If you find yourself in a large amount of debt and feel like you cannot get out of it, do not despair. Many creditors can be and are often willing to work with consumers as long as they show a desire to pay off at least a portion of their debt. This is where debt settlement comes in. In a nutshell, this process involves you contacting your creditor and offering to pay a lump sum to eliminate the debt, while not having to pay back the entire remaining balance due.
Preparing to Negotiate
The ability to settle your debt for a lesser amount also comes with the ability to negotiate with your creditors. If you're showing them a good faith effort and a desire to pay back as much as you can, often they'll be willing to work out a total settlement amount. You may need to explain in detail your current financial hardship as well as provide proof of other financial obligations such as mortgage payments or vehicle payments. Depending on the process, the creditor might also ask to see current pay stubs as proof of your debt versus income. Once you've been able to reach a deal, it's time to settle your debt.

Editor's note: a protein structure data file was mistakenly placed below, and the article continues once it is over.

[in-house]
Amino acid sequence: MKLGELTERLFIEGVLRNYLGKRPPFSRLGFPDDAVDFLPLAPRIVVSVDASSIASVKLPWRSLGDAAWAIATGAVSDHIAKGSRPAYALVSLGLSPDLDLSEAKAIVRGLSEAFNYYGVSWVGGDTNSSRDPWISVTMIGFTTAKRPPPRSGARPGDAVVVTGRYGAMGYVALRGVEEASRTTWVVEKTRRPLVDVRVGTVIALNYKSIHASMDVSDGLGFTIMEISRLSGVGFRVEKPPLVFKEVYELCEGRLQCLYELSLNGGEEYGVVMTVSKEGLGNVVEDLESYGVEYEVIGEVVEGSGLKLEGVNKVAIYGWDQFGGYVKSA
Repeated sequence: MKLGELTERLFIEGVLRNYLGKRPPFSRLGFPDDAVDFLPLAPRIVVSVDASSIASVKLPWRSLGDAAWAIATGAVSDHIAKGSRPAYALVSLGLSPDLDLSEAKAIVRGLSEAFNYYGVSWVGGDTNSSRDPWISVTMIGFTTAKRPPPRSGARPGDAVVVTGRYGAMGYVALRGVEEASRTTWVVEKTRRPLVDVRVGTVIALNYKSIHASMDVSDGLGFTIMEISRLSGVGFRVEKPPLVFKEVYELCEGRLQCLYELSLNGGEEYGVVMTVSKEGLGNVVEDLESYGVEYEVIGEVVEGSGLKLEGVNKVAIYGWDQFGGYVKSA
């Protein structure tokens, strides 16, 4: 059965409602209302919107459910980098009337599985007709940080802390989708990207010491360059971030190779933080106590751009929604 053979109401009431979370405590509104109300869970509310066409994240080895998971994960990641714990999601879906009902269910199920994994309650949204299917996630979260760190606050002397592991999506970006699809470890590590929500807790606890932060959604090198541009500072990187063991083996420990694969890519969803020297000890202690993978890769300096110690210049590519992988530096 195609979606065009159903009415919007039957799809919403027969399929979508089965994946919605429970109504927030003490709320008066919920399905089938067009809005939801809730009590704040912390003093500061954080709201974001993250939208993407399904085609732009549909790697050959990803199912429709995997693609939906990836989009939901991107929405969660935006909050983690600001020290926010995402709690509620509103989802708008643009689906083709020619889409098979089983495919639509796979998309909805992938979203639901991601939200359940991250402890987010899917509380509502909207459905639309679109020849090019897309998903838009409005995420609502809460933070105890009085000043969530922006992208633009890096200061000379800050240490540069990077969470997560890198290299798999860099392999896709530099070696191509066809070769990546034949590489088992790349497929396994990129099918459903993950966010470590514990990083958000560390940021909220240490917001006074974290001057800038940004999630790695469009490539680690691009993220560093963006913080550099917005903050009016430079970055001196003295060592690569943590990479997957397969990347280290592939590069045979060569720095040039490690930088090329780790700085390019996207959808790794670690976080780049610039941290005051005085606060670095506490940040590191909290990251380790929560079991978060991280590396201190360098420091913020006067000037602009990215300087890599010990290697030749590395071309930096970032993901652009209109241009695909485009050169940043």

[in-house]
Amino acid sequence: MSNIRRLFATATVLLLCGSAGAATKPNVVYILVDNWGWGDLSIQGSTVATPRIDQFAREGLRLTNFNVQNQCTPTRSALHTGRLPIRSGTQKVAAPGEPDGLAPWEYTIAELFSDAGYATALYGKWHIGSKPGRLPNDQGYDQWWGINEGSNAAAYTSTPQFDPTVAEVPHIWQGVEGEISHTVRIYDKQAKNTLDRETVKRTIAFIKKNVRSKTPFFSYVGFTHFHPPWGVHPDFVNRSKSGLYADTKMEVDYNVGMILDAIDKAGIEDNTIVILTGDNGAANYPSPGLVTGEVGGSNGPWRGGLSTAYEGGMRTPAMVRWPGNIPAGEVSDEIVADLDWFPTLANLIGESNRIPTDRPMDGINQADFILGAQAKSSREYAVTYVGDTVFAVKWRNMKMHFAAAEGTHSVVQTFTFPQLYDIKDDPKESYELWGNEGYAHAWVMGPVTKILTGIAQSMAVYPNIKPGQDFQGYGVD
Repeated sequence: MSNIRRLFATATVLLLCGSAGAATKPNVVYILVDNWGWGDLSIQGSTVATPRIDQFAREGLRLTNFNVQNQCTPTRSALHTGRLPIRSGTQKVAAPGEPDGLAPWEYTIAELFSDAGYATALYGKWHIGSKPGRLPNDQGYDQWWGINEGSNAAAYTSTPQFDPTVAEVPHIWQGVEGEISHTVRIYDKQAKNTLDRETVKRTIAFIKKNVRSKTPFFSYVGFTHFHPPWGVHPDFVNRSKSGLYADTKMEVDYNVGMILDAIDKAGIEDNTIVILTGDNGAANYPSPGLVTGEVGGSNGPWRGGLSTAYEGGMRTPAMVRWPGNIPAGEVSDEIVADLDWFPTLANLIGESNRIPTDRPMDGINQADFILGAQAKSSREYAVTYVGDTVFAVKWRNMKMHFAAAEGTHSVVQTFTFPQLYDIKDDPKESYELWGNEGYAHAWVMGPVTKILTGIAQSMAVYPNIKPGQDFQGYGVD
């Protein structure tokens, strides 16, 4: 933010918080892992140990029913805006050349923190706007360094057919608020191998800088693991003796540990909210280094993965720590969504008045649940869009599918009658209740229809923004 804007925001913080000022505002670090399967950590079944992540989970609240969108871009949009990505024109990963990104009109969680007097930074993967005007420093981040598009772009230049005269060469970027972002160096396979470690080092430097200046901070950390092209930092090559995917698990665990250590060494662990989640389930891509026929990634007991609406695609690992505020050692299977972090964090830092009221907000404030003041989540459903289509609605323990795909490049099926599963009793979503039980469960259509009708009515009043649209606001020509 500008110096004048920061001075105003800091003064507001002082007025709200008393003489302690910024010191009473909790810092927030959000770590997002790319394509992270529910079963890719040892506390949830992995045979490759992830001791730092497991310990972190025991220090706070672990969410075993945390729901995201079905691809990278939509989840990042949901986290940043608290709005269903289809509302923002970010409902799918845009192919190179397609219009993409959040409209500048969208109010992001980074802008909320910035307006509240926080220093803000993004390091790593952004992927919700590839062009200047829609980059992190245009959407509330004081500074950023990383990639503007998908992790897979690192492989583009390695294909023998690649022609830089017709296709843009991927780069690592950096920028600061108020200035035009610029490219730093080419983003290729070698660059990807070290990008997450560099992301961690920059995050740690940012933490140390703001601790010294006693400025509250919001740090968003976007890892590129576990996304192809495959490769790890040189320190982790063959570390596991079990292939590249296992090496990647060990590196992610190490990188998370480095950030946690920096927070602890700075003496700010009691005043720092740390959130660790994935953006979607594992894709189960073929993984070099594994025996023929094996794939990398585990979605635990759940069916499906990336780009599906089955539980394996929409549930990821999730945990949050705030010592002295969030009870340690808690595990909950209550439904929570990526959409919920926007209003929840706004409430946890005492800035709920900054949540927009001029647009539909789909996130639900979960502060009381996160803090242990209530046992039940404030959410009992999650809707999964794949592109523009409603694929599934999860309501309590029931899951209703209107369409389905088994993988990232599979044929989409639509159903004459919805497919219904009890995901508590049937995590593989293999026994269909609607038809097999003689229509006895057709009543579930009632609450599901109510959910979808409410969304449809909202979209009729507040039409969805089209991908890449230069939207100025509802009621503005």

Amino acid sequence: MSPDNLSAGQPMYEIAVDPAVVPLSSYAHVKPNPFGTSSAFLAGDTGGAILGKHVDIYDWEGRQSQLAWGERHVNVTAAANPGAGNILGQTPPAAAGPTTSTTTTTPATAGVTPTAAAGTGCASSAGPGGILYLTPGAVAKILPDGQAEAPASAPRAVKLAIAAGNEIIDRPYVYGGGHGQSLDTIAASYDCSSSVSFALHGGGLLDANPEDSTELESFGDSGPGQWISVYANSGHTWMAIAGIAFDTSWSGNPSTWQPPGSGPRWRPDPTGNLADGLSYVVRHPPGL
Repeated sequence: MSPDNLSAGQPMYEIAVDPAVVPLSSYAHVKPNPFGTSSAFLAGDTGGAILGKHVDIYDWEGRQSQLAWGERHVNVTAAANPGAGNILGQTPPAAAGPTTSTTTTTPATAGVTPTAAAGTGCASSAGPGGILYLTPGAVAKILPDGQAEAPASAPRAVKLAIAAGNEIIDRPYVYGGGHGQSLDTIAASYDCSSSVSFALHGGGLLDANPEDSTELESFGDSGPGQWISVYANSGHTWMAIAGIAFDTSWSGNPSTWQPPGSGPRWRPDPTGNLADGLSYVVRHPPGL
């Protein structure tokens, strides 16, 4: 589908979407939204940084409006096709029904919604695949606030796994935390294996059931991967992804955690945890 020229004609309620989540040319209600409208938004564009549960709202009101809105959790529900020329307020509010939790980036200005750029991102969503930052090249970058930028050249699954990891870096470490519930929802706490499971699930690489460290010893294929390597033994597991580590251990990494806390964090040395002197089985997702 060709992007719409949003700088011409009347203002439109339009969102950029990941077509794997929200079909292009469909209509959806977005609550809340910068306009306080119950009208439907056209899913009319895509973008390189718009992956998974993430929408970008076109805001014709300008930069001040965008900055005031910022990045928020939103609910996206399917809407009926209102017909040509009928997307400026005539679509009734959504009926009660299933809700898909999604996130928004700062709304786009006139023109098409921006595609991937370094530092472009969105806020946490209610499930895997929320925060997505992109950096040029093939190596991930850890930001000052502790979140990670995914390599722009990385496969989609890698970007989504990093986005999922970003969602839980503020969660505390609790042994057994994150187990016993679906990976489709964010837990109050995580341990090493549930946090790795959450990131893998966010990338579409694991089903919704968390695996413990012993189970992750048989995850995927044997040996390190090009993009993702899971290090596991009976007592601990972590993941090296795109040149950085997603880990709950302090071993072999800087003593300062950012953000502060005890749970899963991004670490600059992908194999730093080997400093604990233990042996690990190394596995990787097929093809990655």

The Settlement Process
In most cases, the creditor will confirm your new settlement amount with you via a letter in the mail. This gives you something in writing showing that if you repay a certain amount, your debt will be forgiven and considered paid in full. The one caveat to keep in mind is that once you've reached an agreement, you are usually only given a certain time frame, sometimes as little as thirty days, to make the final settlement payment. Before you come up with a firm number, be certain you can pay it all at once and before the deadline. If you don't, you will end up back in collections and might even get hit with extra fees.
While eliminating debt is always a good thing, not everyone is equipped to do so in the form of a lump sum settlement. Most people who are struggling with debt probably don't already have a large amount of money available to pay at once to begin with. For people who need to take out loans or do a cash advance from another credit card just to pay down a different debt, they may be hurting themselves more than helping. If you have money from a trust fund, investments, or other extra money to use towards your debt settlement, this may be a good option, but be careful about putting yourself into more debt when you attempt to settle other debt. For more information, talk to a professional like Vine & Williams Bankruptcy.